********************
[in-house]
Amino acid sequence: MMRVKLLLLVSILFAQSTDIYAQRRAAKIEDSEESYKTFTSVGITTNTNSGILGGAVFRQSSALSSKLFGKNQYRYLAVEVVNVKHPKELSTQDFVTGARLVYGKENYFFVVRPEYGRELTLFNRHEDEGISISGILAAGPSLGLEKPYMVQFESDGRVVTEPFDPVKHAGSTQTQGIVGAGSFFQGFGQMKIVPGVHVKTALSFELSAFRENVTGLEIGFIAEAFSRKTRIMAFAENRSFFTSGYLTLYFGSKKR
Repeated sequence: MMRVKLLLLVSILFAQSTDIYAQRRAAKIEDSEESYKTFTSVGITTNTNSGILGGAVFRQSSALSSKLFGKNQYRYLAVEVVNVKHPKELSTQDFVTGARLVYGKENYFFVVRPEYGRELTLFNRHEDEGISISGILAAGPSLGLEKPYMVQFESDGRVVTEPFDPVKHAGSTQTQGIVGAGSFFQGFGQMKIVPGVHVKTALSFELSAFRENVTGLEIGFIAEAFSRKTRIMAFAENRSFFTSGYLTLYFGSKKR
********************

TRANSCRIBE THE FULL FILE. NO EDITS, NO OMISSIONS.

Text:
[in-house]
Amino acid sequence: MMRVKLLLLVSILFAQSTDIYAQRRAAKIEDSEESYKTFTSVGITTNTNSGILGGAVFRQSSALSSKLFGKNQYRYLAVEVVNVKHPKELSTQDFVTGARLVYGKENYFFVVRPEYGRELTLFNRHEDEGISISGILAAGPSLGLEKPYMVQFESDGRVVTEPFDPVKHAGSTQTQGIVGAGSFFQGFGQMKIVPGVHVKTALSFELSAFRENVTGLEIGFIAEAFSRKTRIMAFAENRSFFTSGYLTLYFGSKKR
Repeated sequence: MMRVKLLLLVSILFAQSTDIYAQRRAAKIEDSEESYKTFTSVGITTNTNSGILGGAVFRQSSALSSKLFGKNQYRYLAVEVVNVKHPKELSTQDFVTGARLVYGKENYFFVVRPEYGRELTLFNRHEDEGISISGILAAGPSLGLEKPYMVQFESDGRVVTEPFDPVKHAGSTQTQGIVGAGSFFQGFGQMKIVPGVHVKTALSFELSAFRENVTGLEIGFIAEAFSRKTRIMAFAENRSFFTSGYLTLYFGSKKR